After the auditions are handed over to "Survivor" casting directors, the applicants that are of interest will be notified for a callback, where they will get to interview face-to-face with someone from the show. If they make it past that interview, they'll move on to Los Angeles. One final interview after that and they may be the new face that everyone watches on next season's "Survivor." http://www.pittnews.com/vnews/display.v/ART/2004/06/16/40cfb511f1eff
Surviving the auditions - Hopefuls wait for chance at fame, $1 million
By Ellena F. Morrison - Star-Telegram Staff Writer
Posted Saturday, June 19, 2004
A line of hot, sweaty people snaked in front of and around Big Buck Brewery & Steakhouse on Wednesday, most clutching a Survivor application, a photo and a plan for capturing $1 million.
"This is a reward challenge right here," said Jill Brandenburg of Carroll, referring to the long line and heat that 600 to 700 applicants endured during the Survivor 10: Top Secret Location open casting call.
And, hey, who wouldn't want to wait more than three hours for an opportunity to do the kinds of things necessary to win on Survivor: sleep on the ground, eat bugs and wear the same clothes for more than a month? Of course, there is the chance for the $1 million Survivor grand prize and proverbial 15 minutes of fame.
"I need the adventure, and I need the money," said Shirley Wylie of Breckenridge. "And a friend told me I couldn't do it."
Texas has been well-represented in the previous eight seasons of the popular CBS reality show, which strands 16 players at a remote location and lets the viewing audience watch as physical challenges and emotional backstabbing whittle them down to one ultimate Survivor.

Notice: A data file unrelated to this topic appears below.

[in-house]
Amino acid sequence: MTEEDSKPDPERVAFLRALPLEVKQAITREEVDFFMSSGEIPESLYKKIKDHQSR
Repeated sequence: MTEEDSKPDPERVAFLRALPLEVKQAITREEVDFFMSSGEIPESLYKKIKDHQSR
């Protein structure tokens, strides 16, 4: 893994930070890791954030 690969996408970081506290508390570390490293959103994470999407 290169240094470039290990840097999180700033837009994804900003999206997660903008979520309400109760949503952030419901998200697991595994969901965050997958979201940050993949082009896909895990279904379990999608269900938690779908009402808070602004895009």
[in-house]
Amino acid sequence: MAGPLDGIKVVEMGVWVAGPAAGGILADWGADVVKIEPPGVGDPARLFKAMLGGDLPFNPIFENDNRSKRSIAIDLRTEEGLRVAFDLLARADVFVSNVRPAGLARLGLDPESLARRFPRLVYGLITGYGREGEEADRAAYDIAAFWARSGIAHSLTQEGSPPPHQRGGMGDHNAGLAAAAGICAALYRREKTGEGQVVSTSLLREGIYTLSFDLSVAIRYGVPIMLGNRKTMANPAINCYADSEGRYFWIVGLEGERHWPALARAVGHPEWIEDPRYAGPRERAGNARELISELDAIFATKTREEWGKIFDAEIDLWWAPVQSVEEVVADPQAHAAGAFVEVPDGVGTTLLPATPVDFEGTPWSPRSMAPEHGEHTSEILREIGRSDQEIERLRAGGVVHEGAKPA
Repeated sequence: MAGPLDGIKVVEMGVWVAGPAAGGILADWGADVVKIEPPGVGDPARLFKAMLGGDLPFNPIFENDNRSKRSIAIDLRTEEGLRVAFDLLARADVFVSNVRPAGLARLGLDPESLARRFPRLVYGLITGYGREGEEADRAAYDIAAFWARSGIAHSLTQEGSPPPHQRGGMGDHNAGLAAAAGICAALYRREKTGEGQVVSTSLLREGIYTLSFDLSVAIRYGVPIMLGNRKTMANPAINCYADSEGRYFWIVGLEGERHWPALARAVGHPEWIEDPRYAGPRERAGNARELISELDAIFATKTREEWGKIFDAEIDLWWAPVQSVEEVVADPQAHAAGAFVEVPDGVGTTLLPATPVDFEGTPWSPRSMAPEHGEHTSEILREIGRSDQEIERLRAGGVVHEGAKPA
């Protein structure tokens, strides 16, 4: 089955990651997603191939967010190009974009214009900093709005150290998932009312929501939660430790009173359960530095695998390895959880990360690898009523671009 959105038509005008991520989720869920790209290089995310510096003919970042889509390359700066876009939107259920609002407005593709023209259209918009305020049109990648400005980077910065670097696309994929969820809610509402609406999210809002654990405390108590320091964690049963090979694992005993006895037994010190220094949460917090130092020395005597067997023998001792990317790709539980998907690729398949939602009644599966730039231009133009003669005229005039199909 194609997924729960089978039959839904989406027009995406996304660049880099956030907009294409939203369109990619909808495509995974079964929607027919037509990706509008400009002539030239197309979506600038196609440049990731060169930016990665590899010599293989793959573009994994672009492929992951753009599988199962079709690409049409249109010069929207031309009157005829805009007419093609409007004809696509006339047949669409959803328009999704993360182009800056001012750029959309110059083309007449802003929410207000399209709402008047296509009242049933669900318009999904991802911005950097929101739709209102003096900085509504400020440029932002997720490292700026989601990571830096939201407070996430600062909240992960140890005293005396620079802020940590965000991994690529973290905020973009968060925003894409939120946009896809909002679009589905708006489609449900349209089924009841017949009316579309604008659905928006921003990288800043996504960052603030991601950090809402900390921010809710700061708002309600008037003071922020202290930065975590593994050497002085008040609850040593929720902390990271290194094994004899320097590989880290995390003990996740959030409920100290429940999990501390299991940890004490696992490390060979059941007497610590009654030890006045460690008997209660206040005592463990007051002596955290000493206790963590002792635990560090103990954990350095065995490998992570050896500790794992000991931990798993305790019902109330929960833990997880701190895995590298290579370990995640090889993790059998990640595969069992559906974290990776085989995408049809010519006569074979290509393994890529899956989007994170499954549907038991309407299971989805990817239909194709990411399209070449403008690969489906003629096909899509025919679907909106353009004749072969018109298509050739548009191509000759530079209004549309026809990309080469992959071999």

But few rested on their Texas twangs to grab the attention of producers. Many donned survivor garb (bandannas and L.L. Bean outdoor wear) or tried other eye-catching techniques.
Wolana "Yo" Britt, who drove from Kingston, Okla., dressed as a cannibal in honor of Season 9: Vanuatu, which will air this fall. Vanuatu has a long and hungry history.
"I also sent in a videotape which has me pretending to eat a foot," said Britt, wearing a grass skirt and holding a plastic skull and fake machete.
Just as a lack of sleep, insects and an assortment of often-grating personalities create drama on the series, group dynamics played out during the application process.
"I want a million dollars," said perky Grapevine resident Heather Lunsford. "I am totally different. I am overconfident."
Another hopeful, Pat Lancaster of Dallas, smirked.
"We were calling it high-maintenance," Lancaster said, laughing. He described his character as similar to Rupert, one of the favorite players from Survivor 8: Pearl Islands.
"But I play like Jonny," he said, referring to another player from the same season who lied and backstabbed his way to the final three.
Busy thinking of the money, few applicants were considering the fact that Survivor is usually in a beautiful, but isolated and primitive area. Showers are unavailable. Pillows are a luxury. And fast food is often whatever critters the players catch.
"Toilet paper would be a bit of an issue," said Scott Davis of Richardson.
Sherman resident Mike Morrison described himself as the ultimate survivor, with a wife and three daughters.
"Even the dogs are female," he joked. "The birds are female. The cat is female. I need to get on the show just to be around men."
Anyone 21 or older with a driver's license, photo and proof of U.S. citizenship could apply. Those with enough charisma and lack of personal hygiene hangups could be chosen to advance to the semifinals in July, and then the finals.
And all that's before the first castaway is voted offhttp://www.dfw.com/mld/dfw/news/local/states/texas/northeast/8944404.htm?1c
Wolana "Yo" Britt, dressed as a machete-wielding cannibal, came from Kingston, Okla., in hopes of landing a spot on Survivor.